Millions of people in the eastern United States dug out Sunday from a historic blizzard that brought New York and Washington to a standstill, but travel woes look set to persist into another week.
The storm — dubbed “Snowzilla” — killed at least 18 people after it walloped several states from Friday into early Sunday, affecting an estimated 85 million residents who were told to stay in doors and off the roads for their own safety. Forecasters said 26.8 inches (68 centimeters) of snow fell in New York’s Central Park, the second-highest accumulation in the city since records began in 1869, and more than 22 inches paralyzed the capital Washington.
Near-record-breaking snowfall was recorded in other cities up and down the East Coast, with Philadelphia and Baltimore also on the receiving end of some of the worst that Mother Nature could fling at them. (AP)
Lake-effect snow pummelled areas around Buffalo for a second straight day, leaving residents stuck in their homes as officials tried to clear massive snow mounds with another storm looming.
Even hardened Buffalo residents were caught off-guard as more than 5 feet fell in parts of the city by Wednesday morning. Some areas were expected to get 6 feet by the storm’s end Wednesday afternoon. A second storm was due Wednesday night.
The storm was blamed for five deaths in New York including three from heart attacks. (AP)
These are some of more than 5,000 entries to go on display in “Wilderness Forever: 50 Years of Protecting America’s Wild Places,” a new photo exhibition at the Smithsonian’s National Museum of Natural History, which will run through summer 2015.
Cars from a Metro-North passenger train are scattered after the train derailed in the Bronx neighborhood of New York, Sunday, Dec. 1, 2013. The Fire Department of New York says there are “multiple injuries” in the train derailment, and 130 firefighters are on the scene. Metropolitan Transportation Authority police say the train derailed near the Spuyten Duyvil station. (AP Photo/Edwin Valero)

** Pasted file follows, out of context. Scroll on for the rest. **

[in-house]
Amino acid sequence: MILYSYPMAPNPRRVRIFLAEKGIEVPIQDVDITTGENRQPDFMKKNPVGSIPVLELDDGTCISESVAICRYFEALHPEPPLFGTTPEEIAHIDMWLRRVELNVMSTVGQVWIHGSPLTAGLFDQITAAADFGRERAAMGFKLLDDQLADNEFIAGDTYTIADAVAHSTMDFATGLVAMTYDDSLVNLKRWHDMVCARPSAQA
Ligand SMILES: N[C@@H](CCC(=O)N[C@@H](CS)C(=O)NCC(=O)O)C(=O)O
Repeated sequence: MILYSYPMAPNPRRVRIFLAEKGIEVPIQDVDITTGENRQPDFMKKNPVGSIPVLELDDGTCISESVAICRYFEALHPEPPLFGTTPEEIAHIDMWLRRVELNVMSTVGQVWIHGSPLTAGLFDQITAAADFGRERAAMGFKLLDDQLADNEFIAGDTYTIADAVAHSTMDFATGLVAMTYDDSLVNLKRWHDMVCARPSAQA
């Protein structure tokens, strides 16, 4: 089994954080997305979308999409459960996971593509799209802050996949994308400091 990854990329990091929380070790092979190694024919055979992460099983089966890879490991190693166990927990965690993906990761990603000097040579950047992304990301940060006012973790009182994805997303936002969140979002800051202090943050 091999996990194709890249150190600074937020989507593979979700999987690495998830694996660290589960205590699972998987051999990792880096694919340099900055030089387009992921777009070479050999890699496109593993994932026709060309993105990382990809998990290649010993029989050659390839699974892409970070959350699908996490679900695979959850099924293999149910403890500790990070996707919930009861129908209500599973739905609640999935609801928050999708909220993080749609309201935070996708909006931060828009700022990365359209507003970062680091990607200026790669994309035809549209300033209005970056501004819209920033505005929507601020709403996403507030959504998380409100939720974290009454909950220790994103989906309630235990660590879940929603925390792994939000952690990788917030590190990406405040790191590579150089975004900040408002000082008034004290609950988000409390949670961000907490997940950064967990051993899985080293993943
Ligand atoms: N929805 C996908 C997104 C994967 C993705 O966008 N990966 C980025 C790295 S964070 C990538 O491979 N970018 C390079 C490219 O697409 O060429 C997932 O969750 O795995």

A Metro North train derailed along the Hudson River, about 100 feet north of the Spuyten Duyvil station in the Bronx early Sunday.
Four people were killed while sixty-three others were injured in the accident.
The train was travelling to the New York’s Grand Central Station from Poughkeepsie, New York.
Yahoo News reported that Aaron Donovan, a spokesman for the Metropolitan Transportation Authority (MTA), said that the derailment occurred at approximately 7:20 a.m.
In the tragic incident, five of the train’s seven cars were derailed, but none went into the Hudson River.
It is reported that the MTA identified the victims as 54-year-old Donna L. Smith of Newburgh; 58-year-old James G. Lovell of Cold Spring; 59-year-old James M. Ferrari of Montrose; and 35-year-old Ahn Kisook of Queens.
Hurricane Sandy, after killing at least 69 people in the Caribbean, streamed northward, merged with two wintry weather systems and socked the Northeast, mid-Atlantic and Great Lakes with wind, waves, rain and snow. Some figures associated with Sandy’s rampage through the U.S., as of Wednesday night:
— Maximum size of storm: 1,000 miles across
— Highest storm surge: 14.6 feet at Bergen Point, N.J.
— Number of states seeing intense effects of the storm: At least 17
— Deaths: At least 98
— Damage: Estimated property losses at $20 billion, ranking the storm among the most expensive U.S. disasters
— Top wind gust on land in the U.S.: 90 mph Islip, N.Y., and Robbins Reef, N.J.
— Power outages at peak: More than 8.5 million
— Canceled airline flights: More than 19,500
— Most rainfall: 12.55 inches, at Easton, Md.
— Most snow: 34 inches at Gatlinburg, Tenn.
— Evacuation zone: Included communities in more than 400 miles of coastline from Ocean City, Md., to Dartmouth, Mass.
By The Associated Press:
Sources: National Weather Service, FlightAware, Weather Underground, AP reporting.